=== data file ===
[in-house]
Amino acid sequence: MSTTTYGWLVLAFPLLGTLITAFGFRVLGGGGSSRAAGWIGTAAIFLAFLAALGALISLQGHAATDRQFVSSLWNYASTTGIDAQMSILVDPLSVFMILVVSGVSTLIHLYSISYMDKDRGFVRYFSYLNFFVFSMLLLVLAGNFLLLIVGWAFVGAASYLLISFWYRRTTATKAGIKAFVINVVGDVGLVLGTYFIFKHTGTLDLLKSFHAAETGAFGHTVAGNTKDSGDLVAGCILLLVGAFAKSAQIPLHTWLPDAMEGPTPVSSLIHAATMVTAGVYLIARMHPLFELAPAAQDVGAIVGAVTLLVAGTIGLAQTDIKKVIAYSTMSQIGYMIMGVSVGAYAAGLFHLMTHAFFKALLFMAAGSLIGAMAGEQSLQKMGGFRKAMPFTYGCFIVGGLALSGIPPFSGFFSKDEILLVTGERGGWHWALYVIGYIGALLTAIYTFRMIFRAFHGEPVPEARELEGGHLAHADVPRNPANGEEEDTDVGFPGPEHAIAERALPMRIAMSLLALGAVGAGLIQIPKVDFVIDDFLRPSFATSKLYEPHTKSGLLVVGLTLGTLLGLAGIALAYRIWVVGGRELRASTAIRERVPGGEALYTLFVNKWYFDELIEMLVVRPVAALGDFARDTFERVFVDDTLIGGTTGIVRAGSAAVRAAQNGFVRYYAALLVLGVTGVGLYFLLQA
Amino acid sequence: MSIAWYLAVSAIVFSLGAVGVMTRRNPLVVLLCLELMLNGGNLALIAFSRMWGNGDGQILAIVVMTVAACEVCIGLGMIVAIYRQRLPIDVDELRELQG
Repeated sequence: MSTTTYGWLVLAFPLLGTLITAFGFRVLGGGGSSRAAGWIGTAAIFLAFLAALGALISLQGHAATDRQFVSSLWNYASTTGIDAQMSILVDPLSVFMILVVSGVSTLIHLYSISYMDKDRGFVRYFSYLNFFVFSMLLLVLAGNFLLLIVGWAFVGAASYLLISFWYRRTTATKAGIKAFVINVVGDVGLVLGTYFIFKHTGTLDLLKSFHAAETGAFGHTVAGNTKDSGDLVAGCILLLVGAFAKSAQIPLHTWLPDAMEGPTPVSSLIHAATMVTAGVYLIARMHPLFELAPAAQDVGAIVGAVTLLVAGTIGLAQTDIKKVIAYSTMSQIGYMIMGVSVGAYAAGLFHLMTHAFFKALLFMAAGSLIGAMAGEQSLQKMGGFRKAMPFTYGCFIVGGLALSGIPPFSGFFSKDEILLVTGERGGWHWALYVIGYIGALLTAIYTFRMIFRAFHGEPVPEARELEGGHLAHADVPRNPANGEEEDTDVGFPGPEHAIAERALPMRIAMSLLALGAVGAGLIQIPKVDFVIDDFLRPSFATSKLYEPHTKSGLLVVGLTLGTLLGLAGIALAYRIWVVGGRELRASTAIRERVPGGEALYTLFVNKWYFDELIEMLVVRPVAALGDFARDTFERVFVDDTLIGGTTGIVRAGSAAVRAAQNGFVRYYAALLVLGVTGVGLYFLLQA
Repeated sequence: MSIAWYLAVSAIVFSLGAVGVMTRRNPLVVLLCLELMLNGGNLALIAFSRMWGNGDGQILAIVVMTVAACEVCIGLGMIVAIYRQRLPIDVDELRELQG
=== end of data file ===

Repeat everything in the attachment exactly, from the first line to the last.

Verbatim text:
[in-house]
Amino acid sequence: MSTTTYGWLVLAFPLLGTLITAFGFRVLGGGGSSRAAGWIGTAAIFLAFLAALGALISLQGHAATDRQFVSSLWNYASTTGIDAQMSILVDPLSVFMILVVSGVSTLIHLYSISYMDKDRGFVRYFSYLNFFVFSMLLLVLAGNFLLLIVGWAFVGAASYLLISFWYRRTTATKAGIKAFVINVVGDVGLVLGTYFIFKHTGTLDLLKSFHAAETGAFGHTVAGNTKDSGDLVAGCILLLVGAFAKSAQIPLHTWLPDAMEGPTPVSSLIHAATMVTAGVYLIARMHPLFELAPAAQDVGAIVGAVTLLVAGTIGLAQTDIKKVIAYSTMSQIGYMIMGVSVGAYAAGLFHLMTHAFFKALLFMAAGSLIGAMAGEQSLQKMGGFRKAMPFTYGCFIVGGLALSGIPPFSGFFSKDEILLVTGERGGWHWALYVIGYIGALLTAIYTFRMIFRAFHGEPVPEARELEGGHLAHADVPRNPANGEEEDTDVGFPGPEHAIAERALPMRIAMSLLALGAVGAGLIQIPKVDFVIDDFLRPSFATSKLYEPHTKSGLLVVGLTLGTLLGLAGIALAYRIWVVGGRELRASTAIRERVPGGEALYTLFVNKWYFDELIEMLVVRPVAALGDFARDTFERVFVDDTLIGGTTGIVRAGSAAVRAAQNGFVRYYAALLVLGVTGVGLYFLLQA
Amino acid sequence: MSIAWYLAVSAIVFSLGAVGVMTRRNPLVVLLCLELMLNGGNLALIAFSRMWGNGDGQILAIVVMTVAACEVCIGLGMIVAIYRQRLPIDVDELRELQG
Repeated sequence: MSTTTYGWLVLAFPLLGTLITAFGFRVLGGGGSSRAAGWIGTAAIFLAFLAALGALISLQGHAATDRQFVSSLWNYASTTGIDAQMSILVDPLSVFMILVVSGVSTLIHLYSISYMDKDRGFVRYFSYLNFFVFSMLLLVLAGNFLLLIVGWAFVGAASYLLISFWYRRTTATKAGIKAFVINVVGDVGLVLGTYFIFKHTGTLDLLKSFHAAETGAFGHTVAGNTKDSGDLVAGCILLLVGAFAKSAQIPLHTWLPDAMEGPTPVSSLIHAATMVTAGVYLIARMHPLFELAPAAQDVGAIVGAVTLLVAGTIGLAQTDIKKVIAYSTMSQIGYMIMGVSVGAYAAGLFHLMTHAFFKALLFMAAGSLIGAMAGEQSLQKMGGFRKAMPFTYGCFIVGGLALSGIPPFSGFFSKDEILLVTGERGGWHWALYVIGYIGALLTAIYTFRMIFRAFHGEPVPEARELEGGHLAHADVPRNPANGEEEDTDVGFPGPEHAIAERALPMRIAMSLLALGAVGAGLIQIPKVDFVIDDFLRPSFATSKLYEPHTKSGLLVVGLTLGTLLGLAGIALAYRIWVVGGRELRASTAIRERVPGGEALYTLFVNKWYFDELIEMLVVRPVAALGDFARDTFERVFVDDTLIGGTTGIVRAGSAAVRAAQNGFVRYYAALLVLGVTGVGLYFLLQA
Repeated sequence: MSIAWYLAVSAIVFSLGAVGVMTRRNPLVVLLCLELMLNGGNLALIAFSRMWGNGDGQILAIVVMTVAACEVCIGLGMIVAIYRQRLPIDVDELRELQG